There is a Ticket to Work program, where someone on disability can work for what they call the trial work period, but although I never enrolled in that, the government considered every month that I made more than the allotted amount to be part of the trial work period. According to their records, I reached that threshold in 2017, and I have made more than I should have consistently since then. I couldn’t fathom how my piddly jobs, ranging from envelope-stuffing office work to conducting phone surveys or the occasional article I’d write, could cause a red flag to pop up — but, apparently, it did. I panicked.

Truth be told, I never really paid too much attention to the amount of money that’s allowed as income above disability. The amount changes from year to year; they never send out a notice about the change. I knew I wasn’t making that much. I mean, none of my part-time gigs paid a Rockefeller’s salary. The nine months plus three deal was completely off my radar. I knew that sometimes I was making more than I was supposed to, sometimes less, so I figured it’d all even out. Admittedly, I was looking at the whole situation with both blinders and rose-colored glasses on.

After much paperwork back and forth with the sometimes-not-so-friendly folks at the government, tax returns being gone through, check stubs being searched for, and phone calls where I waited on hold for literally hours, I got the rough news in October of last year: I am no longer eligible for disability benefits because I’ve made too much money since 2017. Not only that, but the letter also stated that I owed $85,000 back to them in overpayments. “Please send a check immediately,” the letter said. AS IF.

I freaked out. What the hell was I supposed to do? I took a deep breath and let it out. And I remembered once a boss telling me, “If you can make the pile of crap, you can clean up the pile of crap.” I didn’t like that boss but recalling that sentence gave me a little comfort. I can fix this.

I spoke to the benefits specialist at GMHC, my local HIV service organization, and she said I should try to stay on disability if possible because once you’re off it, it’s difficult to get back on. Regarding the $85,000, she said that while the government would get its money one way or another, it wasn’t the end of the world, and I could be on a payment plan. A good friend who’s a lawyer told me, “Don’t make the government your priority since you certainly aren’t theirs.”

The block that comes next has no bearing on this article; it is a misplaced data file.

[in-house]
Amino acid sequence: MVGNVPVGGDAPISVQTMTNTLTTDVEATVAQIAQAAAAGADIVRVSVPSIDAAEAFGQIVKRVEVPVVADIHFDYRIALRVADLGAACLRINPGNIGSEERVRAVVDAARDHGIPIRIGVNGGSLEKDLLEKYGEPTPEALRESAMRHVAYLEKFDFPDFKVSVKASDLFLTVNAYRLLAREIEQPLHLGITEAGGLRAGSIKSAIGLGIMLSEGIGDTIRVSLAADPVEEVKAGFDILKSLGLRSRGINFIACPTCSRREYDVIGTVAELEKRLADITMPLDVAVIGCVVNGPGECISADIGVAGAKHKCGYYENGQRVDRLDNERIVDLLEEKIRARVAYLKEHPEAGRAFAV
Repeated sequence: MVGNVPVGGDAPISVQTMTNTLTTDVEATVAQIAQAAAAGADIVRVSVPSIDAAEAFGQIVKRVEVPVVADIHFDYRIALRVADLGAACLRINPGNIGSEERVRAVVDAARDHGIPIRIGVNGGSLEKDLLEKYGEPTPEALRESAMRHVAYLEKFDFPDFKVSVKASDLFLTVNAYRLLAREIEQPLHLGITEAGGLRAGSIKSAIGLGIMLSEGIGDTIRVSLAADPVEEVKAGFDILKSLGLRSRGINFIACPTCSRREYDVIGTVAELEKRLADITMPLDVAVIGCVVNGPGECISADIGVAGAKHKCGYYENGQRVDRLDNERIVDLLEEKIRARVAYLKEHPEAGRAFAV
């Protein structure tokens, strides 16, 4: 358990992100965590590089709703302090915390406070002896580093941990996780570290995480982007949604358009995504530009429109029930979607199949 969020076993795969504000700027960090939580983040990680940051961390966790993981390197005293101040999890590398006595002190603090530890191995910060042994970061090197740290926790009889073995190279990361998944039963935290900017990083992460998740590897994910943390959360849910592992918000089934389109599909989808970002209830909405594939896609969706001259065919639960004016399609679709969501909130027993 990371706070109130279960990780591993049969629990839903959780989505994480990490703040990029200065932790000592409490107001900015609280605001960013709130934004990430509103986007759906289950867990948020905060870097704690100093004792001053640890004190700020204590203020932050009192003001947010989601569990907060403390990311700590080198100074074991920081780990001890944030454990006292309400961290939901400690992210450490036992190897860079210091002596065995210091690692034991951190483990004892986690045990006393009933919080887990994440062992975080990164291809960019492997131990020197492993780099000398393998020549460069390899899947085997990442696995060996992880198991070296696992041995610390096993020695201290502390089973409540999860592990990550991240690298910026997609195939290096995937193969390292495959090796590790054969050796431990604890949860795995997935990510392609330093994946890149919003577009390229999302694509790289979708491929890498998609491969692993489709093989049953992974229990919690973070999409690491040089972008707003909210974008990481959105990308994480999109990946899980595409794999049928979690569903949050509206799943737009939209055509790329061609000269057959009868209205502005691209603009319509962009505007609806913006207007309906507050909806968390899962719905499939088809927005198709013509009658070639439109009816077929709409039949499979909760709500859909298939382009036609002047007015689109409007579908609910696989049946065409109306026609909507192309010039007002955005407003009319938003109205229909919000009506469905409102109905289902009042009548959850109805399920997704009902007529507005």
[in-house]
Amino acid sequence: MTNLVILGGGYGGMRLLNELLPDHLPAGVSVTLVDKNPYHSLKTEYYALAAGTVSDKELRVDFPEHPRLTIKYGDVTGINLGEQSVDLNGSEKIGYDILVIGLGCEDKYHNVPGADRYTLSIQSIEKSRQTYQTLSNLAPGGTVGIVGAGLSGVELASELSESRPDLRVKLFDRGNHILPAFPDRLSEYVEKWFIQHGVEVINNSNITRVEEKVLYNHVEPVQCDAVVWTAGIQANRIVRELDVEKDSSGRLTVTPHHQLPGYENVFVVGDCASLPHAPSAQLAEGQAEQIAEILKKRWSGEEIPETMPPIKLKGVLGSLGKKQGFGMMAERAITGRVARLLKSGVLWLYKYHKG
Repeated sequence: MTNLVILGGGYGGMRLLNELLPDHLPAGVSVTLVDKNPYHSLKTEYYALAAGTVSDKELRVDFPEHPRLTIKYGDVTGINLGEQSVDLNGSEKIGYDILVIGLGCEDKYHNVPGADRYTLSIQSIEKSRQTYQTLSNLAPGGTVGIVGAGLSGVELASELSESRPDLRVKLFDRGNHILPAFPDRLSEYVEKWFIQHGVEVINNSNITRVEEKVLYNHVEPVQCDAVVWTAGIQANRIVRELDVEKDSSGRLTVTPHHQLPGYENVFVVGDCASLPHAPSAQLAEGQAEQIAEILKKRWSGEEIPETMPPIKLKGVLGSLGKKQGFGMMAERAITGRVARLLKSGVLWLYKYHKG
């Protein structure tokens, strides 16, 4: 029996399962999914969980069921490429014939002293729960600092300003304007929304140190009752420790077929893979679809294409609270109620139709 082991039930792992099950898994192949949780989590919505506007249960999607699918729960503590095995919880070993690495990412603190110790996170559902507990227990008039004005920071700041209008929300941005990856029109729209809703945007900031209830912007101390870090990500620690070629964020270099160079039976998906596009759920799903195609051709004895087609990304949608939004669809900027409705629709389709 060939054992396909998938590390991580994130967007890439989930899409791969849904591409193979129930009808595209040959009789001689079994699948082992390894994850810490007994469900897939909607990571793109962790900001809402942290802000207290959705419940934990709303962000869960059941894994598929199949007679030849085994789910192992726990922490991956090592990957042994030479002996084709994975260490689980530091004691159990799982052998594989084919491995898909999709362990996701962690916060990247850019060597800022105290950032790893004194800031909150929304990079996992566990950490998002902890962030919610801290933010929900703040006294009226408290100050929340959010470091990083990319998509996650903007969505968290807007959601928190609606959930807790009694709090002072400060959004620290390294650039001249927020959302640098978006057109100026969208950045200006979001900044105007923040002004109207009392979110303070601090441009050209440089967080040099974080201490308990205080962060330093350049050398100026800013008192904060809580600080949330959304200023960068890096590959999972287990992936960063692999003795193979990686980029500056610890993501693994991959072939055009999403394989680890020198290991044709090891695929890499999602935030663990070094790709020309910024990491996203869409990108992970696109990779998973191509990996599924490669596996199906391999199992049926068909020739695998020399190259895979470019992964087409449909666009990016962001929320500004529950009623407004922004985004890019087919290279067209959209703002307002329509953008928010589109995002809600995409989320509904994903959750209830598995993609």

The good news was that I could stay on Medicare as long as I paid the $170.10 monthly premium, so that’s a relief. I’ve been able to create work situations (one of them this very publication) that keep me eating with a roof over my head and cable TV.

Ending My Disability Benefits

I’ve appealed to the government for them to forgo repayment of the money they say I owe them since I don’t have money or any assets: savings, land, a house, or a car. I live in a rented basement “efficiency” apartment in New York City, and right now, my monthly income averages just above the poverty level. My biggest asset is my laptop computer — and the space bar on the keyboard sticks. The latest missive from the government told me that they received my request, and I am once again “under review.”

This has been one of the most frightening experiences of my life. I had to fight the urge to hide and bury my head in the sand and face the big bad government head-on. Through this fear, therapy has helped, along with talking to other folks in the HIV community, friends, and colleagues.

Eating copious amounts of chocolatey goodness also calmed my manic panics. If you find yourself in a similar situation, I recommend reaching out to your local HIV service organization for guidance and support, and if you can afford one, a lawyer who specializes in Social Security Disability. I also recommend having a bag of Snickers on hand for emergencies.

I have been off disability, no longer receiving benefits, since October 2021. It’s scary, but it feels good to be earning my own money and not having to rely on Uncle Sam. I like that the cloud of shame that I carried with me for so long is gone.

But why was there such a cloud of shame? I needed help. I was without resources for a time. I am single. I was scared. People sometimes derisively say that public assistance is just a crutch. We need to remember that a crutch isn’t a bad thing when you need it to help you walk.